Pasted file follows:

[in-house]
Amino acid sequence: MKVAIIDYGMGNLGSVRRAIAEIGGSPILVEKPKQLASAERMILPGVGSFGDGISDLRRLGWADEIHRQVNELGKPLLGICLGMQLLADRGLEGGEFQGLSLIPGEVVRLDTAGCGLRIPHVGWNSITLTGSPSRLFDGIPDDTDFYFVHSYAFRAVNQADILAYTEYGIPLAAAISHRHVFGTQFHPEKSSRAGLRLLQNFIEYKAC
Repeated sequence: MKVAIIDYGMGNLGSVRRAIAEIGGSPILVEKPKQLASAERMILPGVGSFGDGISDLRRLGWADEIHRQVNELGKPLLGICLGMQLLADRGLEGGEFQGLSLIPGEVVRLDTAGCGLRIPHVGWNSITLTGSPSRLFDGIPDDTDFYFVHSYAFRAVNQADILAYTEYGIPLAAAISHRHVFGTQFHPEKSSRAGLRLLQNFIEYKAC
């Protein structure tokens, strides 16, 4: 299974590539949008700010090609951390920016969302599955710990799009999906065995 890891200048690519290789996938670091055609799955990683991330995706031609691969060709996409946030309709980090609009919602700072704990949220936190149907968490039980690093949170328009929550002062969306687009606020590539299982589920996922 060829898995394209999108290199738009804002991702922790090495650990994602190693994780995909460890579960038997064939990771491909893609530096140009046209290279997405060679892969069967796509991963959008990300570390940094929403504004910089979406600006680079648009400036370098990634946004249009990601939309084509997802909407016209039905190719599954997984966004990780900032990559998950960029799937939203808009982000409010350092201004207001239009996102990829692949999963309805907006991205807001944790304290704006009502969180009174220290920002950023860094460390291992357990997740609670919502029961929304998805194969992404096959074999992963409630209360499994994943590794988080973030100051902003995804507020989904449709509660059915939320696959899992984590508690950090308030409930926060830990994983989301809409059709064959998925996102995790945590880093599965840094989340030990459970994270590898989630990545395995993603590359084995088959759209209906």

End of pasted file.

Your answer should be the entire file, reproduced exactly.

[in-house]
Amino acid sequence: MKVAIIDYGMGNLGSVRRAIAEIGGSPILVEKPKQLASAERMILPGVGSFGDGISDLRRLGWADEIHRQVNELGKPLLGICLGMQLLADRGLEGGEFQGLSLIPGEVVRLDTAGCGLRIPHVGWNSITLTGSPSRLFDGIPDDTDFYFVHSYAFRAVNQADILAYTEYGIPLAAAISHRHVFGTQFHPEKSSRAGLRLLQNFIEYKAC
Repeated sequence: MKVAIIDYGMGNLGSVRRAIAEIGGSPILVEKPKQLASAERMILPGVGSFGDGISDLRRLGWADEIHRQVNELGKPLLGICLGMQLLADRGLEGGEFQGLSLIPGEVVRLDTAGCGLRIPHVGWNSITLTGSPSRLFDGIPDDTDFYFVHSYAFRAVNQADILAYTEYGIPLAAAISHRHVFGTQFHPEKSSRAGLRLLQNFIEYKAC
């Protein structure tokens, strides 16, 4: 299974590539949008700010090609951390920016969302599955710990799009999906065995 890891200048690519290789996938670091055609799955990683991330995706031609691969060709996409946030309709980090609009919602700072704990949220936190149907968490039980690093949170328009929550002062969306687009606020590539299982589920996922 060829898995394209999108290199738009804002991702922790090495650990994602190693994780995909460890579960038997064939990771491909893609530096140009046209290279997405060679892969069967796509991963959008990300570390940094929403504004910089979406600006680079648009400036370098990634946004249009990601939309084509997802909407016209039905190719599954997984966004990780900032990559998950960029799937939203808009982000409010350092201004207001239009996102990829692949999963309805907006991205807001944790304290704006009502969180009174220290920002950023860094460390291992357990997740609670919502029961929304998805194969992404096959074999992963409630209360499994994943590794988080973030100051902003995804507020989904449709509660059915939320696959899992984590508690950090308030409930926060830990994983989301809409059709064959998925996102995790945590880093599965840094989340030990459970994270590898989630990545395995993603590359084995088959759209209906």